Adam Bennett

Adam is a political reporter for the New Zealand Herald.

Budget 2012: Creating jobs no easy task

One of the tasks for the new Ministry of Business, Innovation and Employment will be to boost the country's science and research capabilities. Photo / Mark Mitchell
One of the tasks for the new Ministry of Business, Innovation and Employment will be to boost the country's science and research capabilities. Photo / Mark Mitchell

At last year's Budget, Finance Minister Bill English said he expected economic growth to help create 170,000 new jobs by 2015.

But since then growth and job creation have lagged behind those predictions.

Forecasts suggested 31,000 new jobs would be added in the year to March and the unemployment rate would fall from 6.6 per cent to 5.8 per cent.

Data shows 20,000 jobs were added, but given the increase in the size of the workforce, the unemployment rate rose to 6.7 per cent. And of the new jobs created, part-time roles made up a higher proportion.

Mr English's office says the Government remains on track and last year's Budget forecast was based on a December 2010 to June 2015 period.

A spokesman said the focus remained on "policies that give businesses the confidence to invest and hire more workers".

That's where "economic tzar" Steven Joyce comes in.

Mr Joyce was given the Economic Development, Science and Technology and Tertiary Education portfolios in last year's election cabinet reshuffle. That was followed up earlier this year with the decision to merge the ministries of Economic Development and Science and Innovation and the departments of Building and Housing and Labour in a new "business facing" Ministry of Business, Innovation and Employment under the ultimate oversight of Mr Joyce.

So how will the Ministry of Business, Innovation and Employment help more New Zealanders find work?

"No public sector reorganisation in the world will ever create more jobs on its own", Mr Joyce said. "It's simply a platform by which we will get more momentum on the Government policy initiatives so that they can get out there and improve the market for competitive businesses to succeed in the world."

Labour's economic development spokesman David Cunliffe said that while his party shared the belief that jobs would come through stimulating business growth, "the question is how do you do that?"

Merging government departments would not make any difference and that was reflected in the advice Mr Joyce had received from officials which had been released to the public.

"The reason that logic is absent is there is no clear economic development strategy in the first place. So I'd be pessimistic that just rearranging the departmental deck chairs will make an iota of difference to the job market or to business conditions."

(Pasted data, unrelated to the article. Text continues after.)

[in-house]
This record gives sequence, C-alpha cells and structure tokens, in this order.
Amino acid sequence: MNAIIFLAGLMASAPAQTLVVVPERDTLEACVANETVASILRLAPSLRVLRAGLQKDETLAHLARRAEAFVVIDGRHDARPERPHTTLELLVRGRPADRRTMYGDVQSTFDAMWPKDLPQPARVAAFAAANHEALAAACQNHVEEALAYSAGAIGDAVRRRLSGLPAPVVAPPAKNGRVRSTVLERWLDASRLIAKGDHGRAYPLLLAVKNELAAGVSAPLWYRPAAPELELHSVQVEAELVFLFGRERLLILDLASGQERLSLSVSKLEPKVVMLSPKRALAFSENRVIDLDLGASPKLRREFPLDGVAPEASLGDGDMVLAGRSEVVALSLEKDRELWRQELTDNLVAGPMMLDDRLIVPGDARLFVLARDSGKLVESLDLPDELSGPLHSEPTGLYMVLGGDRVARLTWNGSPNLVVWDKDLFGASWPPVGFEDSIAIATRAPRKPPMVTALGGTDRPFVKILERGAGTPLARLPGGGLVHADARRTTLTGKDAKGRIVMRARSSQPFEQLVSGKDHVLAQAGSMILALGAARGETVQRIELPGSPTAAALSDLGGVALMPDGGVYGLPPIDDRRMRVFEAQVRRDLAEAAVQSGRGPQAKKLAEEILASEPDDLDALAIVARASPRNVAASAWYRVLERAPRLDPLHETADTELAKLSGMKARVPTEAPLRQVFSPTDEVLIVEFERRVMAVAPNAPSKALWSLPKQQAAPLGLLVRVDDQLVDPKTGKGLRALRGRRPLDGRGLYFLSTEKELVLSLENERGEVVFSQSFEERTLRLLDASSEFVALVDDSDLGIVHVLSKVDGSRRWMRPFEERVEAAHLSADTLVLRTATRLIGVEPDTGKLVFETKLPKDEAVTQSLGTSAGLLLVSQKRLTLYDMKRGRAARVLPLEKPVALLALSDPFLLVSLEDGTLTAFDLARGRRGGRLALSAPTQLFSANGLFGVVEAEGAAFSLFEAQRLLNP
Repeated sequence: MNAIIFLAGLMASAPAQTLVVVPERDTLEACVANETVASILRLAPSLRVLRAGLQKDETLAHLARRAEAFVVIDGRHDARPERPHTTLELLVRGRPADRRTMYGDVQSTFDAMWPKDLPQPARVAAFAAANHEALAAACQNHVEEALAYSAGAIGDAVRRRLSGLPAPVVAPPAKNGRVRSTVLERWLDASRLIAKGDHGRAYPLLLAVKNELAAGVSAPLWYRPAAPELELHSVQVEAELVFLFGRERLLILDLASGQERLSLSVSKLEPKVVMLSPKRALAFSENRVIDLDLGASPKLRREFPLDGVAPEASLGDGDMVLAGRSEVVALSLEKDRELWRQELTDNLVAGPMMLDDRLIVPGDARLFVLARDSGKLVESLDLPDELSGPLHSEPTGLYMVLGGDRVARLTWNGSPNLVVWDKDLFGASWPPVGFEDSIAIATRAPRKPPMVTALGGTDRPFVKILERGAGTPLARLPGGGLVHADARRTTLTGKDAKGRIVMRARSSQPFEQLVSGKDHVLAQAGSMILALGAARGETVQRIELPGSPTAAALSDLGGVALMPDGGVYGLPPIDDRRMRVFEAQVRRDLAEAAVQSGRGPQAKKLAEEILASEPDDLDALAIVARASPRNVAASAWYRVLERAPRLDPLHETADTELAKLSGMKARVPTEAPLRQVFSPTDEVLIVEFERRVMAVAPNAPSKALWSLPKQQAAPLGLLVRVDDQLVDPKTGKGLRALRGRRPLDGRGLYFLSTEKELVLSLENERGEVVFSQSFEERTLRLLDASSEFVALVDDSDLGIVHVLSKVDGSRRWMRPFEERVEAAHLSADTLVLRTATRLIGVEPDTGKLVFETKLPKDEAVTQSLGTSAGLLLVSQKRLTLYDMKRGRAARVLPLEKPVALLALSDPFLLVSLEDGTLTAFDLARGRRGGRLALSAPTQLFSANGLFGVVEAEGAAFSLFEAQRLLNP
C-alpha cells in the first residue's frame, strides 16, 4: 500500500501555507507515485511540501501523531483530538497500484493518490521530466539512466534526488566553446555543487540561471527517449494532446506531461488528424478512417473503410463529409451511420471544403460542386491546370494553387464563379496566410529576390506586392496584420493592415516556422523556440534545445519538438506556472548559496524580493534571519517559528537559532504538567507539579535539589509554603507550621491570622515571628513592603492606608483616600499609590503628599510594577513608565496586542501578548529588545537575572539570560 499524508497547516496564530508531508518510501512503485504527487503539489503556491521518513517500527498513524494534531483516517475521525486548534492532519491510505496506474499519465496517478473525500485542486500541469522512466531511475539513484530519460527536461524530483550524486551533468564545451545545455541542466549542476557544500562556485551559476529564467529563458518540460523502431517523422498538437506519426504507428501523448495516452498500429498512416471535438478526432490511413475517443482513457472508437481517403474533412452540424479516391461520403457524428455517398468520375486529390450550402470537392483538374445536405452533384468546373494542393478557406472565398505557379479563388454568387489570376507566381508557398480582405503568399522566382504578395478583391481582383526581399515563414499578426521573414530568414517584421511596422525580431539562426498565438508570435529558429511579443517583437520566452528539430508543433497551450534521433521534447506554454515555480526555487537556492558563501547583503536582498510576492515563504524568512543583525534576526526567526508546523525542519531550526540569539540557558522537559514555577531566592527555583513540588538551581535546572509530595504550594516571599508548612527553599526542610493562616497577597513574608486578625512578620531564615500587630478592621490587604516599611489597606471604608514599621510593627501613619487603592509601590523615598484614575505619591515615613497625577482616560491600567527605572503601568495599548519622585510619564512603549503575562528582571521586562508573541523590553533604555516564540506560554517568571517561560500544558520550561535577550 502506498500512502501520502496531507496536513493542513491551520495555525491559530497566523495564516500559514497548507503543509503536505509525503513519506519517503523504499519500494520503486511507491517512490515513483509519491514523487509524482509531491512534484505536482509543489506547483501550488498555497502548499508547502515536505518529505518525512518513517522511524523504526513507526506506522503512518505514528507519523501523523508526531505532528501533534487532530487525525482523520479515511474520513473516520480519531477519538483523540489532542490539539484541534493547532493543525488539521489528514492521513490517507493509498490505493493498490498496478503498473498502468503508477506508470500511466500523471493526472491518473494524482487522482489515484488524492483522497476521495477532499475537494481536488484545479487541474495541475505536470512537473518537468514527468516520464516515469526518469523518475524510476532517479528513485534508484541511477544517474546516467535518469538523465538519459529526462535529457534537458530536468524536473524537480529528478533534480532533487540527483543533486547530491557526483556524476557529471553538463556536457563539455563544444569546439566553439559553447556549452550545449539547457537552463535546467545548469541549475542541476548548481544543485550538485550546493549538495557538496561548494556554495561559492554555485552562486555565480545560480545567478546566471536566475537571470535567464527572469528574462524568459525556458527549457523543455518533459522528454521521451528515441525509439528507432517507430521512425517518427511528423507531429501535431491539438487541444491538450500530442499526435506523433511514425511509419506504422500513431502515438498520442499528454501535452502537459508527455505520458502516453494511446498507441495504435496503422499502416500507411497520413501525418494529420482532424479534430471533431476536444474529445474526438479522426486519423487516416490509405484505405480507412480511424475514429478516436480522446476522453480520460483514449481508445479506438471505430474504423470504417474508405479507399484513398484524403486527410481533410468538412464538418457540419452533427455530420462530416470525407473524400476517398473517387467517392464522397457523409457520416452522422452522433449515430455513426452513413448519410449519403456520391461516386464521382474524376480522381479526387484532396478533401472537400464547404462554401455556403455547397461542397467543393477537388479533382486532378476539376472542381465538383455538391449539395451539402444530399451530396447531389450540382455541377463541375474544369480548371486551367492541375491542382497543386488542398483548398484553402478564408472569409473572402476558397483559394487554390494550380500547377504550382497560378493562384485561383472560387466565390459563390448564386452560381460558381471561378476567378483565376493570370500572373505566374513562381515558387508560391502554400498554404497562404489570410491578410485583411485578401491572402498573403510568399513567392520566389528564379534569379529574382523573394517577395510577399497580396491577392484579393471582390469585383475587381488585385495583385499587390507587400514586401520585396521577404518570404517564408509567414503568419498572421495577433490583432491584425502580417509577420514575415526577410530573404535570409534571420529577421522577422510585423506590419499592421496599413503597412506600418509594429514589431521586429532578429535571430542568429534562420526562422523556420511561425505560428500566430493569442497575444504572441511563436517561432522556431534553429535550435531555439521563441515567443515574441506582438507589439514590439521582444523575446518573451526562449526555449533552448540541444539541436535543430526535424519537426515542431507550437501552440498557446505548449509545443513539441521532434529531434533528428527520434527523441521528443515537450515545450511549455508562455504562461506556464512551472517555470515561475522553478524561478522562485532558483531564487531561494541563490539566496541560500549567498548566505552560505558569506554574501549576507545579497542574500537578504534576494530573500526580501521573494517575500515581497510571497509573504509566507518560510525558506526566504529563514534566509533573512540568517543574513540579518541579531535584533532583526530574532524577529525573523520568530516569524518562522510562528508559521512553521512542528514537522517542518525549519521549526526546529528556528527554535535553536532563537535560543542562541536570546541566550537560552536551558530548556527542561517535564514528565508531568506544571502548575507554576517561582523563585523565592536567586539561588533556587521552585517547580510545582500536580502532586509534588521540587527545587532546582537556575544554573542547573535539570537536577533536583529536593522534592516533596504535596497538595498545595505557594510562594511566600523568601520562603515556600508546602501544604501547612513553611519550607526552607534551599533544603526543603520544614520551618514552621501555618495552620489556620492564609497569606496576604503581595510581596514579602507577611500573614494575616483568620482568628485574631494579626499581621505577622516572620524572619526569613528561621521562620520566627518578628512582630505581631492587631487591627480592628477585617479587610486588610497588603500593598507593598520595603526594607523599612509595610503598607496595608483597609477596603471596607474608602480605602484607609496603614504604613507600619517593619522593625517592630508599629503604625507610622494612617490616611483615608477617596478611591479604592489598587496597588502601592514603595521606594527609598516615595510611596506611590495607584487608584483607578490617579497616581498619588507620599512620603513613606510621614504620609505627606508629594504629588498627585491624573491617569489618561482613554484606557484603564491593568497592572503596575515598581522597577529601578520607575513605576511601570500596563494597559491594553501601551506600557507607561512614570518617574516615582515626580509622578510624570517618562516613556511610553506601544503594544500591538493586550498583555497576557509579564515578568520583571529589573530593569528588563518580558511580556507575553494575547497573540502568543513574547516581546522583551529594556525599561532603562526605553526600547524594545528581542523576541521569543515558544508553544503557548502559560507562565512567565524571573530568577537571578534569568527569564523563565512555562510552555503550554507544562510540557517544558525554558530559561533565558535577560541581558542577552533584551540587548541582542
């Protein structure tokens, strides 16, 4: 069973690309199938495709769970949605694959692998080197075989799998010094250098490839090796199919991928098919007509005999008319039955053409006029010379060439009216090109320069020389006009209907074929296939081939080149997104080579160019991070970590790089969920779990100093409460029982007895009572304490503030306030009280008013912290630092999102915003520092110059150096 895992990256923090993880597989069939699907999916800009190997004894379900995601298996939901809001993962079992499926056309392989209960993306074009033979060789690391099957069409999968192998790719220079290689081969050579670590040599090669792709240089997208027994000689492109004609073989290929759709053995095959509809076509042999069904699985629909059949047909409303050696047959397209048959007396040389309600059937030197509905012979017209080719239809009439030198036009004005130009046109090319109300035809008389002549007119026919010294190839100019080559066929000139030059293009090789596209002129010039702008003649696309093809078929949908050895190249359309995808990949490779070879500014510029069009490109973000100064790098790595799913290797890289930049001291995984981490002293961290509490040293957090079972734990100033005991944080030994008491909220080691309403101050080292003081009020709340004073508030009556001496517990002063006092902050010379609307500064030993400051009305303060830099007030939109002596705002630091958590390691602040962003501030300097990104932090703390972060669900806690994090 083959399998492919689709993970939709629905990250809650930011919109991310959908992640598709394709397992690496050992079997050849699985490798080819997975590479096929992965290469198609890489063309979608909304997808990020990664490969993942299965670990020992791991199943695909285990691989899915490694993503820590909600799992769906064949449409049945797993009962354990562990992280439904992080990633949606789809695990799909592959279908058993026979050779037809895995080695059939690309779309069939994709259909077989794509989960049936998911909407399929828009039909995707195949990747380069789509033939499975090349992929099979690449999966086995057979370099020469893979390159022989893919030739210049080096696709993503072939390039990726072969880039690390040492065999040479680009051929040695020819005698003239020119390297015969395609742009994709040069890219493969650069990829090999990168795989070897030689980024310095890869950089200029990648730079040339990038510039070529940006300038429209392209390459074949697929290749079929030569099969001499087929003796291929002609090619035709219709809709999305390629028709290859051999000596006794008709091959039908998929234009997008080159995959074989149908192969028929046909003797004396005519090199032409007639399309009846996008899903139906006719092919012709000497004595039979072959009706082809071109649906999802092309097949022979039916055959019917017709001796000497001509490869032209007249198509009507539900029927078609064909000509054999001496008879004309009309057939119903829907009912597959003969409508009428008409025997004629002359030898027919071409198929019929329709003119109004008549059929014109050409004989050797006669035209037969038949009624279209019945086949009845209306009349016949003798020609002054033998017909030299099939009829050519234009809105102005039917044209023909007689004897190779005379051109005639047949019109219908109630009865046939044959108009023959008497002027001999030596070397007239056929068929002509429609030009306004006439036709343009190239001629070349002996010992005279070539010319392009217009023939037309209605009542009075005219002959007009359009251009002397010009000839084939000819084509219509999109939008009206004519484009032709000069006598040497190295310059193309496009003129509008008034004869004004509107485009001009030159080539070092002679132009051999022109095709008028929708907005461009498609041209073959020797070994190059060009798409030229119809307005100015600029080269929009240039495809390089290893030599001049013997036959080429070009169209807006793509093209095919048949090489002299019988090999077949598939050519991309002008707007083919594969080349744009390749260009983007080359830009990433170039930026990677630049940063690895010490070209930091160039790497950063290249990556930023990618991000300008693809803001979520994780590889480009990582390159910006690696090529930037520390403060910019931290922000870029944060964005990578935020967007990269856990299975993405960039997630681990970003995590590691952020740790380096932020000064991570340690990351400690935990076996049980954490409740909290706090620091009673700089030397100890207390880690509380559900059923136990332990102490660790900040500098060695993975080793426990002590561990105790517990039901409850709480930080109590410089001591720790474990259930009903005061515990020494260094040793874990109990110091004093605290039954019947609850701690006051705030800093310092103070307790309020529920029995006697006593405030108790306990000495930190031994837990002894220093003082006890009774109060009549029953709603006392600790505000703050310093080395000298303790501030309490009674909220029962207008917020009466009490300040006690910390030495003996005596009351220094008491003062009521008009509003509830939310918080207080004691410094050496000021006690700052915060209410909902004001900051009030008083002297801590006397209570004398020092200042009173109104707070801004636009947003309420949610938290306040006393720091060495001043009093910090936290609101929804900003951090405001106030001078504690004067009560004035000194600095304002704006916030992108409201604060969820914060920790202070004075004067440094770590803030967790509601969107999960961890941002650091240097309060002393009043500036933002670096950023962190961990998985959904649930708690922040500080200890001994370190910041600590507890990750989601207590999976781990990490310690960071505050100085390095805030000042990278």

Mr Joyce acknowledged that "structural change on its own doesn't achieve world domination" but said there would be important advances in a number of policy areas for the merged ministry in the Budget.

One of National's campaign policies was to transform Industrial Research Ltd (IRL) into the Advanced Technology Institute. At the time Prime Minister John Key said the plan was to double the size and capability of IRL "transforming it into an advanced technology institute with up to 700 staff and with a far greater reach than at present" which would cost about $120 to $150 million over five years, in addition to IRL's current funding.

Meanwhile, the Budget will also have further detail around the Government's "grand science challenges", another campaign policy, that was about identifying "overarching themes for science and research that would contribute to New Zealand economically, and environmentally particularly".

HELPING YOUNG INTO WORK

While "Super Minister" Steven Joyce is leading the Government drive to create high skilled jobs, Auckland Council is getting on board a successful business-led programme to help less qualified youngsters into work.

The Auckland Chamber of Commerce runs the "CadetMax" programme that each year takes on about 250 young South Aucklanders who have left school early for a variety of reasons such as bullying and poor performance in the classroom.

The programme gives them training in some basic employment skills such as CV writing, but most importantly places them for work experience with companies such as Qantas, and SkyCity.

"These firms put their hands up and take these kids for work experience because they know they're working with the chamber and know it's helping as a part of the community," Chamber of Commerce chief executive Michael Barnett said.

"If you can give these young kids work experience you enhance any opportunity they're going to have for future employment."

As many as 80 per cent of those that complete the course end up finding a permanent job.

The latest development this year has seen the scheme has accept about 50 graduates of the government's Limited Service Volunteer "bootcamp" scheme.

- NZ Herald

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